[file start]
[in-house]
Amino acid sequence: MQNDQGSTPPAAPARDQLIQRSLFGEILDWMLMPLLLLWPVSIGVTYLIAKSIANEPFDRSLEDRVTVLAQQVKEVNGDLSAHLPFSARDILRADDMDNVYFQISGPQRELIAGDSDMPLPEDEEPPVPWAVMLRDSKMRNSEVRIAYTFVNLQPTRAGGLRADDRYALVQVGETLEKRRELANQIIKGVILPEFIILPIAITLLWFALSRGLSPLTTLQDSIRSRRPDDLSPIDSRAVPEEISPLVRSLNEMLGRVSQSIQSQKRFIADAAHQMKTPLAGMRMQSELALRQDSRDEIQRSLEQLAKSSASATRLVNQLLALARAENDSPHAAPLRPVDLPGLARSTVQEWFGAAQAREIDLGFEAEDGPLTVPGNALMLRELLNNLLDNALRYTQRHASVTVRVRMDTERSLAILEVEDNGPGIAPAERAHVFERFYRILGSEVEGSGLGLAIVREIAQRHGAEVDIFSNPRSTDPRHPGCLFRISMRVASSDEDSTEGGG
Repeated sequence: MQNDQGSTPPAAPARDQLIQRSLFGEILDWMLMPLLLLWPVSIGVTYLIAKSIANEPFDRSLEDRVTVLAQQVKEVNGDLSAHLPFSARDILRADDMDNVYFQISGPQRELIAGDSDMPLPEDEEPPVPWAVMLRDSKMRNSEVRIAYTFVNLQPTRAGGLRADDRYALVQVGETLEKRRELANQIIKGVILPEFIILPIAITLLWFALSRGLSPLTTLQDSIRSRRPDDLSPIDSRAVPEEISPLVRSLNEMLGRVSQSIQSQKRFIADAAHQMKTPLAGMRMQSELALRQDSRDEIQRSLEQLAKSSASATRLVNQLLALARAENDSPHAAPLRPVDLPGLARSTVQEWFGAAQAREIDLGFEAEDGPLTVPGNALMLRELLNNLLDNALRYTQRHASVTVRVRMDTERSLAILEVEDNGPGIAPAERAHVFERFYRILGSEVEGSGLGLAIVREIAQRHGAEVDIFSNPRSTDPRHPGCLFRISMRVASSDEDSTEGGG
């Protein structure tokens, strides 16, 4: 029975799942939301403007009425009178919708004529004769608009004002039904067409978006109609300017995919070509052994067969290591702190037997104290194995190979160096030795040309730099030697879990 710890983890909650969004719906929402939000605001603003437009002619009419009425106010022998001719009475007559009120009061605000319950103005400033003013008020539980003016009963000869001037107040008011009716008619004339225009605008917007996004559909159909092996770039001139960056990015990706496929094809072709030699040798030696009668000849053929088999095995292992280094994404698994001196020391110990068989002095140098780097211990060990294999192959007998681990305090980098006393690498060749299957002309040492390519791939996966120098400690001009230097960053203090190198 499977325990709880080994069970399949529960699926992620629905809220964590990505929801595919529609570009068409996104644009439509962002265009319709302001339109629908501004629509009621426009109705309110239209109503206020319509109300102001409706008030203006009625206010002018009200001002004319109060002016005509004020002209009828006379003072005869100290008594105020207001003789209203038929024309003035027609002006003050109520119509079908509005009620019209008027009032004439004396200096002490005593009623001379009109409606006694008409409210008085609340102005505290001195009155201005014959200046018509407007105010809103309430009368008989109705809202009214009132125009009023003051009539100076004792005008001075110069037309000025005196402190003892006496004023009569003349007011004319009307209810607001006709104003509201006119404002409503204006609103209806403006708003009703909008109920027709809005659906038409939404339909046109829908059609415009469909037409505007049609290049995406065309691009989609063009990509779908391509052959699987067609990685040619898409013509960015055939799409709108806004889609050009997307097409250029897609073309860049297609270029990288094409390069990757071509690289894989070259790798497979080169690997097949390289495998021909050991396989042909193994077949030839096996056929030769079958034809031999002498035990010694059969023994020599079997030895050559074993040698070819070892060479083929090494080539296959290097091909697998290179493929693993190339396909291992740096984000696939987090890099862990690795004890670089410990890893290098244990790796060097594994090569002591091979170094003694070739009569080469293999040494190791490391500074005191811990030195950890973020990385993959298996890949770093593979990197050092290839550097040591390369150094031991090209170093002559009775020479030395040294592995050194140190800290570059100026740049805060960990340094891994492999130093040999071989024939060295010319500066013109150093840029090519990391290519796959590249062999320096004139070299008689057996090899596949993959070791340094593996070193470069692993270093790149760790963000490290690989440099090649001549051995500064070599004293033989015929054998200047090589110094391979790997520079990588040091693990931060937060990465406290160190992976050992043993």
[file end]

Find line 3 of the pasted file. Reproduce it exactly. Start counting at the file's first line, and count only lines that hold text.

Repeated sequence: MQNDQGSTPPAAPARDQLIQRSLFGEILDWMLMPLLLLWPVSIGVTYLIAKSIANEPFDRSLEDRVTVLAQQVKEVNGDLSAHLPFSARDILRADDMDNVYFQISGPQRELIAGDSDMPLPEDEEPPVPWAVMLRDSKMRNSEVRIAYTFVNLQPTRAGGLRADDRYALVQVGETLEKRRELANQIIKGVILPEFIILPIAITLLWFALSRGLSPLTTLQDSIRSRRPDDLSPIDSRAVPEEISPLVRSLNEMLGRVSQSIQSQKRFIADAAHQMKTPLAGMRMQSELALRQDSRDEIQRSLEQLAKSSASATRLVNQLLALARAENDSPHAAPLRPVDLPGLARSTVQEWFGAAQAREIDLGFEAEDGPLTVPGNALMLRELLNNLLDNALRYTQRHASVTVRVRMDTERSLAILEVEDNGPGIAPAERAHVFERFYRILGSEVEGSGLGLAIVREIAQRHGAEVDIFSNPRSTDPRHPGCLFRISMRVASSDEDSTEGGG